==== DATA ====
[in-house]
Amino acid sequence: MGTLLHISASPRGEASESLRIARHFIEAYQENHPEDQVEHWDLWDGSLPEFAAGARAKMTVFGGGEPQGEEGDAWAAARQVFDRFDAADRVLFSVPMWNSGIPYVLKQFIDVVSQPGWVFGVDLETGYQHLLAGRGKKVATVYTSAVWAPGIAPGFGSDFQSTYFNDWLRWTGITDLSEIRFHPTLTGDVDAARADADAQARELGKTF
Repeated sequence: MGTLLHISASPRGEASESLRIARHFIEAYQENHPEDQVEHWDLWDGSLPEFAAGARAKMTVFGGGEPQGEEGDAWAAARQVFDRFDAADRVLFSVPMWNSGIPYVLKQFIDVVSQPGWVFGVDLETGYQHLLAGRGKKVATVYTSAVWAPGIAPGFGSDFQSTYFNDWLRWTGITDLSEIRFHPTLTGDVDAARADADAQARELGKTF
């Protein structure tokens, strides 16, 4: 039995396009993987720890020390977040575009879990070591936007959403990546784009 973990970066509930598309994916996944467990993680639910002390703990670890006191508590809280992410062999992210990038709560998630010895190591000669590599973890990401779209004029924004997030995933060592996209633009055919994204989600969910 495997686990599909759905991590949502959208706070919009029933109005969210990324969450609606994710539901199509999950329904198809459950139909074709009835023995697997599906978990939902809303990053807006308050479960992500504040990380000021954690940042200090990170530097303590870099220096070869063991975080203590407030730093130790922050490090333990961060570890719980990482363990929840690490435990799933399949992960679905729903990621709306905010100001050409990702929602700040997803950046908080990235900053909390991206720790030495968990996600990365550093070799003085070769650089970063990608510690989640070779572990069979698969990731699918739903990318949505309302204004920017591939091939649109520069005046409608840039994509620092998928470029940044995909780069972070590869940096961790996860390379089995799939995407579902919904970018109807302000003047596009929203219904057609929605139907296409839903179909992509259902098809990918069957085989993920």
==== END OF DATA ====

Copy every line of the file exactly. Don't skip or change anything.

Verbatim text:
[in-house]
Amino acid sequence: MGTLLHISASPRGEASESLRIARHFIEAYQENHPEDQVEHWDLWDGSLPEFAAGARAKMTVFGGGEPQGEEGDAWAAARQVFDRFDAADRVLFSVPMWNSGIPYVLKQFIDVVSQPGWVFGVDLETGYQHLLAGRGKKVATVYTSAVWAPGIAPGFGSDFQSTYFNDWLRWTGITDLSEIRFHPTLTGDVDAARADADAQARELGKTF
Repeated sequence: MGTLLHISASPRGEASESLRIARHFIEAYQENHPEDQVEHWDLWDGSLPEFAAGARAKMTVFGGGEPQGEEGDAWAAARQVFDRFDAADRVLFSVPMWNSGIPYVLKQFIDVVSQPGWVFGVDLETGYQHLLAGRGKKVATVYTSAVWAPGIAPGFGSDFQSTYFNDWLRWTGITDLSEIRFHPTLTGDVDAARADADAQARELGKTF
């Protein structure tokens, strides 16, 4: 039995396009993987720890020390977040575009879990070591936007959403990546784009 973990970066509930598309994916996944467990993680639910002390703990670890006191508590809280992410062999992210990038709560998630010895190591000669590599973890990401779209004029924004997030995933060592996209633009055919994204989600969910 495997686990599909759905991590949502959208706070919009029933109005969210990324969450609606994710539901199509999950329904198809459950139909074709009835023995697997599906978990939902809303990053807006308050479960992500504040990380000021954690940042200090990170530097303590870099220096070869063991975080203590407030730093130790922050490090333990961060570890719980990482363990929840690490435990799933399949992960679905729903990621709306905010100001050409990702929602700040997803950046908080990235900053909390991206720790030495968990996600990365550093070799003085070769650089970063990608510690989640070779572990069979698969990731699918739903990318949505309302204004920017591939091939649109520069005046409608840039994509620092998928470029940044995909780069972070590869940096961790996860390379089995799939995407579902919904970018109807302000003047596009929203219904057609929605139907296409839903179909992509259902098809990918069957085989993920």